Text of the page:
IT Bridges To Nowhere

In 2005, Congress approved funding for a bridge to Gravina Island (later known as “nowhere”), Alaska. At that time, the island had a population of 50 people and was served by a regular ferry service. There is little doubt that this bridge could have been successfully completed. Similar bridges had been constructed before, and there was never any concern about the difficulty of engineering the bridge. But yet, even though the bridge could surely be built, taxpayers balked at the prospect of building a $400M bridge to an island with only a few residents.

Just as there are bridges to nowhere, there are also applications and web sites to nowhere. And just as the American taxpayers revolted when they saw a project whose value was out of line with its cost, we should all be focused on ensuring our organizations do not embark on any IT bridges to nowhere.

It is well known that a staggering proportion of IT projects end in failure. The most commonly asked questions to determine project success are:

  • Did the project meet its objectives?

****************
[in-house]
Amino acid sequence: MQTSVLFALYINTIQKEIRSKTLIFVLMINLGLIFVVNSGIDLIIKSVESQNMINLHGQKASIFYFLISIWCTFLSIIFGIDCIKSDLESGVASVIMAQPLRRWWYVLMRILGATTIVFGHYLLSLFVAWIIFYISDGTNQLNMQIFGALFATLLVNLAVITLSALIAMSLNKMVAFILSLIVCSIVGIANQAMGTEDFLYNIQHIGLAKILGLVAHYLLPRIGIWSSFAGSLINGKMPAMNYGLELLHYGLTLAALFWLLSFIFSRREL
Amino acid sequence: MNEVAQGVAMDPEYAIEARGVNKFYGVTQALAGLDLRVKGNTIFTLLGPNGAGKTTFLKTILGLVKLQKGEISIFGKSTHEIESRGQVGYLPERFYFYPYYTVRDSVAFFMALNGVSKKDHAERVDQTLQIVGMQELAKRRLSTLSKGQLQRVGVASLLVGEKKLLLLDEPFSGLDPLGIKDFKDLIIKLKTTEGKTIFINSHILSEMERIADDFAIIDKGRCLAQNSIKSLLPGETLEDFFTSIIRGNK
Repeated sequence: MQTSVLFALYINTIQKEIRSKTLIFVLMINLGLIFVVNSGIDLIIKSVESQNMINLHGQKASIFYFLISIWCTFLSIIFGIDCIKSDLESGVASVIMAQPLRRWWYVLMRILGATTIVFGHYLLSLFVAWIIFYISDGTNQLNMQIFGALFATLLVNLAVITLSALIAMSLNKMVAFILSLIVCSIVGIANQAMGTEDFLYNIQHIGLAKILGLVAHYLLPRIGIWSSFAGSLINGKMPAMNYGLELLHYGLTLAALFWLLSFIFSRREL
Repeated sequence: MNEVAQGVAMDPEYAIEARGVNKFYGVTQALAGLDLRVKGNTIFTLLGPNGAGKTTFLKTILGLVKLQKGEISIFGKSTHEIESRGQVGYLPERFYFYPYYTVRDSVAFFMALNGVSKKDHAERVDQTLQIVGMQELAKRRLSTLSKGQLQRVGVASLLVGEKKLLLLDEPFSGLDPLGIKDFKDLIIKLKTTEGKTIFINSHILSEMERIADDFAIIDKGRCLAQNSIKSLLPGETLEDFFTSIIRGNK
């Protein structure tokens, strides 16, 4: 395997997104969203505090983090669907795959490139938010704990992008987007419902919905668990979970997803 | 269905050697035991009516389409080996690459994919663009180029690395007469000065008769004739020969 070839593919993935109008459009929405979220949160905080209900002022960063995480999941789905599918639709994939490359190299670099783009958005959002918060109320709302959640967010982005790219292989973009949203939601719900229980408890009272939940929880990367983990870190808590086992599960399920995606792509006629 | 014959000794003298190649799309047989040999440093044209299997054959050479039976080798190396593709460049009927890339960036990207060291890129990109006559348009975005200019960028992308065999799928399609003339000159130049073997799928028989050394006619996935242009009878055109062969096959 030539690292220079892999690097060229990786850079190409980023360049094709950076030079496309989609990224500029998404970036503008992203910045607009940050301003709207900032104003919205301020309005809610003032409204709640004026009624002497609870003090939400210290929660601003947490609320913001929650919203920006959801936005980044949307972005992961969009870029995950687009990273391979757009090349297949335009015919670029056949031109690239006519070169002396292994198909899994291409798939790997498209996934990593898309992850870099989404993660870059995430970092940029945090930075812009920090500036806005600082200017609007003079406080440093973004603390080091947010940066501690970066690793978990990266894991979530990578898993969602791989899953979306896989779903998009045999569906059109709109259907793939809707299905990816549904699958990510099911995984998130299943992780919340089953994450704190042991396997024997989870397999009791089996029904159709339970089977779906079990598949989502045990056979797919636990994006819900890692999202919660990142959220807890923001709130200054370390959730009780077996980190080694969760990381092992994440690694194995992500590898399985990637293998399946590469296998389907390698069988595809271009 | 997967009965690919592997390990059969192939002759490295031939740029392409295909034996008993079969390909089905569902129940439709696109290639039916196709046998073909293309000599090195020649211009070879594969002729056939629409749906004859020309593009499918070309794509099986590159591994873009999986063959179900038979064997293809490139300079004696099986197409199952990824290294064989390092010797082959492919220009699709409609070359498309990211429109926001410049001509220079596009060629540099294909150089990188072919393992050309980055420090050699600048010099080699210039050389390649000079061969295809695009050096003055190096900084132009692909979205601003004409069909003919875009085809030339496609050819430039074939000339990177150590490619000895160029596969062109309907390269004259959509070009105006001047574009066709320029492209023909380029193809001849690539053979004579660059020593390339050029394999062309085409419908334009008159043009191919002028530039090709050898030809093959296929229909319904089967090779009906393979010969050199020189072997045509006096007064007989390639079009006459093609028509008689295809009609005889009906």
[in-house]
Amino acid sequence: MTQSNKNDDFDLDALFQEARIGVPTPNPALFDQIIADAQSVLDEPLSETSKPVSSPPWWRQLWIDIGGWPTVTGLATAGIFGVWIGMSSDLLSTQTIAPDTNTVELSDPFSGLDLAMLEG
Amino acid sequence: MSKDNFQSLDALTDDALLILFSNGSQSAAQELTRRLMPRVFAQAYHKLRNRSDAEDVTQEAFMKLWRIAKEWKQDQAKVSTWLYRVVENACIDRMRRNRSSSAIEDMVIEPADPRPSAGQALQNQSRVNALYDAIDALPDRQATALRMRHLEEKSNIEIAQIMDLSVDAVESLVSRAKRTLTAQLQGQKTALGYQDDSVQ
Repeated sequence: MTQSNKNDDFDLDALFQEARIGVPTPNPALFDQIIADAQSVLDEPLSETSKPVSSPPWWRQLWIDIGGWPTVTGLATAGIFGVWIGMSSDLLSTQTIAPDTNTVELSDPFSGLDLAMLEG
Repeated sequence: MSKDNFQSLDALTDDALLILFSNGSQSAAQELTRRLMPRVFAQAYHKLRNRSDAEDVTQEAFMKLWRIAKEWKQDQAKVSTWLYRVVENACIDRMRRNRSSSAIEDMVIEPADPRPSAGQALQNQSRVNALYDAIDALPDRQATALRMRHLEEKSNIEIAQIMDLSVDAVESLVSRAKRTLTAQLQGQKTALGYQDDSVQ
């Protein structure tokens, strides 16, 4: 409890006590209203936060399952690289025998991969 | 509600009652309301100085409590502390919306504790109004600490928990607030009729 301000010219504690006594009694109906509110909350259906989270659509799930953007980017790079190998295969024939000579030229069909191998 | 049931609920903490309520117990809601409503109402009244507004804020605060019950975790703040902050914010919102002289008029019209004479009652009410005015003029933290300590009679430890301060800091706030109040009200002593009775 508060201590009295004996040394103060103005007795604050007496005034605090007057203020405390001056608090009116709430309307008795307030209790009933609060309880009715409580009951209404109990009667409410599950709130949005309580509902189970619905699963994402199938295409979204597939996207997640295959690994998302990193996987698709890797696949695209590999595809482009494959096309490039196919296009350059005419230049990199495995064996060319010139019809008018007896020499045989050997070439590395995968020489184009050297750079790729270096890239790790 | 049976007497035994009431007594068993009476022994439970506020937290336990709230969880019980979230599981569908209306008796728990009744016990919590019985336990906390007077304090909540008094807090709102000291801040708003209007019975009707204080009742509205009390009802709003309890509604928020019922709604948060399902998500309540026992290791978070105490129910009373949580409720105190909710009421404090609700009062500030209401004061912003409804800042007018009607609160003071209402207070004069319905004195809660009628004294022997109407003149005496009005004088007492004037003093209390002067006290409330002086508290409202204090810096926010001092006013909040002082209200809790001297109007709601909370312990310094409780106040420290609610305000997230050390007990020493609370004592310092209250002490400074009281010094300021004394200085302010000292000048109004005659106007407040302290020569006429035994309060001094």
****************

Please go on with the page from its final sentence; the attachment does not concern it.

• Did the project complete on schedule?
  • Did the project finish on budget?

While these are good questions, one can better measure project success by asking: “Did the project add value to the organization?” and, “Was the value it added greater than the project cost?” Although these questions are rather obvious, IT project value is not quantitatively measured in 73% of companies. The question to ask the companies that don’t measure the value of their projects is, “How can a project that is completed on budget and on schedule be considered successful to an organization if it added little value relative to its cost?”

One way to minimize IT bridges to nowhere is through IT portfolio management. IT portfolio management is the quantification of IT activities and can enable better decision making on which projects to pursue.

Another way to focus on project value is with ISACA’s Val IT Framework. The Val IT framework adds Value Governance and Investment Management to Portfolio Management, creating a holistic framework for guiding IT activities.

Maybe if there were enormous empty bridges left over after low-value IT projects, there would be more focus on avoiding them. But unfortunately, these IT bridges to nowhere are often swept under rugs by those who pushed for the projects. Managing and evaluating the value of IT activities is essential for maximizing an IT department’s effectiveness within the organization it supports.

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